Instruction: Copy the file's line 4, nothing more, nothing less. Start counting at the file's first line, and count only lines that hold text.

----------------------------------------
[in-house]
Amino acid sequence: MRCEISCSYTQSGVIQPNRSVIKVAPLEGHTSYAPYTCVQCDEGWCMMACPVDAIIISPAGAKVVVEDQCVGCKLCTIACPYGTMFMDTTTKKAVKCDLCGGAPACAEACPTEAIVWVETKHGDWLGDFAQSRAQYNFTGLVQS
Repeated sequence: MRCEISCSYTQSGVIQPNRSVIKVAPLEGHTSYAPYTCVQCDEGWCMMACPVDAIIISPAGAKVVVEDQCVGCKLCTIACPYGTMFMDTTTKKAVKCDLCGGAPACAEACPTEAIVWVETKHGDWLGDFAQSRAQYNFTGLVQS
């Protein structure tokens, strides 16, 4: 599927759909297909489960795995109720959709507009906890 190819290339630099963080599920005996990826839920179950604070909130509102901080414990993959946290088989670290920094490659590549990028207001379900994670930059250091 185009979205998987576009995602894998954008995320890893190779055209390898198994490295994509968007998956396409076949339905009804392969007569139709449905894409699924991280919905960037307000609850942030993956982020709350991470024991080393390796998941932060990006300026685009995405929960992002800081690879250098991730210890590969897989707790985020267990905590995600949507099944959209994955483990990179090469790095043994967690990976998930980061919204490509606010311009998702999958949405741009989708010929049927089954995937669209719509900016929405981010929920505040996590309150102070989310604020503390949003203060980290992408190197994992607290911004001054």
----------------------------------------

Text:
């Protein structure tokens, strides 16, 4: 599927759909297909489960795995109720959709507009906890 190819290339630099963080599920005996990826839920179950604070909130509102901080414990993959946290088989670290920094490659590549990028207001379900994670930059250091 185009979205998987576009995602894998954008995320890893190779055209390898198994490295994509968007998956396409076949339905009804392969007569139709449905894409699924991280919905960037307000609850942030993956982020709350991470024991080393390796998941932060990006300026685009995405929960992002800081690879250098991730210890590969897989707790985020267990905590995600949507099944959209994955483990990179090469790095043994967690990976998930980061919204490509606010311009998702999958949405741009989708010929049927089954995937669209719509900016929405981010929920505040996590309150102070989310604020503390949003203060980290992408190197994992607290911004001054």